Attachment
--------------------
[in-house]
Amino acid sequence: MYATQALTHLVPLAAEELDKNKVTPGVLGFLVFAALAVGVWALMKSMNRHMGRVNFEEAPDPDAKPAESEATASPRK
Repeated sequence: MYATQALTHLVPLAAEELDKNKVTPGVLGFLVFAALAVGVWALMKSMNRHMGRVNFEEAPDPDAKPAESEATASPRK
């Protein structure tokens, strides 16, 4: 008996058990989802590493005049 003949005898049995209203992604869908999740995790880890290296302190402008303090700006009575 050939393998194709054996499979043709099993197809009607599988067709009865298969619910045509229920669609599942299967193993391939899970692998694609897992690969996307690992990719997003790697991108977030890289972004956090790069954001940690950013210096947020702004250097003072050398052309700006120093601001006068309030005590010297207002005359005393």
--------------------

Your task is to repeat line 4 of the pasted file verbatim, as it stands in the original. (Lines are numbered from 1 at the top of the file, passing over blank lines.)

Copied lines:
């Protein structure tokens, strides 16, 4: 008996058990989802590493005049 003949005898049995209203992604869908999740995790880890290296302190402008303090700006009575 050939393998194709054996499979043709099993197809009607599988067709009865298969619910045509229920669609599942299967193993391939899970692998694609897992690969996307690992990719997003790697991108977030890289972004956090790069954001940690950013210096947020702004250097003072050398052309700006120093601001006068309030005590010297207002005359005393």